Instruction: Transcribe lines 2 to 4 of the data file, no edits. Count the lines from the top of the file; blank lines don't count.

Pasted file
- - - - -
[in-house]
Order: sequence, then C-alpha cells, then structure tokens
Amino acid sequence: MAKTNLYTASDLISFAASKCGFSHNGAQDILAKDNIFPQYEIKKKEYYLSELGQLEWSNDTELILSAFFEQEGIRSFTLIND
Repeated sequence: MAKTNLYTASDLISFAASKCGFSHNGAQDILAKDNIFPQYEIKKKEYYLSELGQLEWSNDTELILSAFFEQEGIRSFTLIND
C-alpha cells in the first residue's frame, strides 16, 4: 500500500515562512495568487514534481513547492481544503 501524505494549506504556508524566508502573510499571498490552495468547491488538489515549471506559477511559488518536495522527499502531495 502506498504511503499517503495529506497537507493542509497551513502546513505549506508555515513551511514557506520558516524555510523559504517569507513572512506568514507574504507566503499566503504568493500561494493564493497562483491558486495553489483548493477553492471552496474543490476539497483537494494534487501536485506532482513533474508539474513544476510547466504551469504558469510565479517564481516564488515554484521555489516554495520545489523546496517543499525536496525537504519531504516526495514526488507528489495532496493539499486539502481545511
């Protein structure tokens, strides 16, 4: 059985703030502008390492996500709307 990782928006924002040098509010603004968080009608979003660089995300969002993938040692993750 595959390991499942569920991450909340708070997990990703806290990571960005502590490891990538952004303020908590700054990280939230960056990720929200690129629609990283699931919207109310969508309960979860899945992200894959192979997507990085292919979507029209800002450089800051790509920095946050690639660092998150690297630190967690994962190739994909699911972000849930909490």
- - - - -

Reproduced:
Order: sequence, then C-alpha cells, then structure tokens
Amino acid sequence: MAKTNLYTASDLISFAASKCGFSHNGAQDILAKDNIFPQYEIKKKEYYLSELGQLEWSNDTELILSAFFEQEGIRSFTLIND
Repeated sequence: MAKTNLYTASDLISFAASKCGFSHNGAQDILAKDNIFPQYEIKKKEYYLSELGQLEWSNDTELILSAFFEQEGIRSFTLIND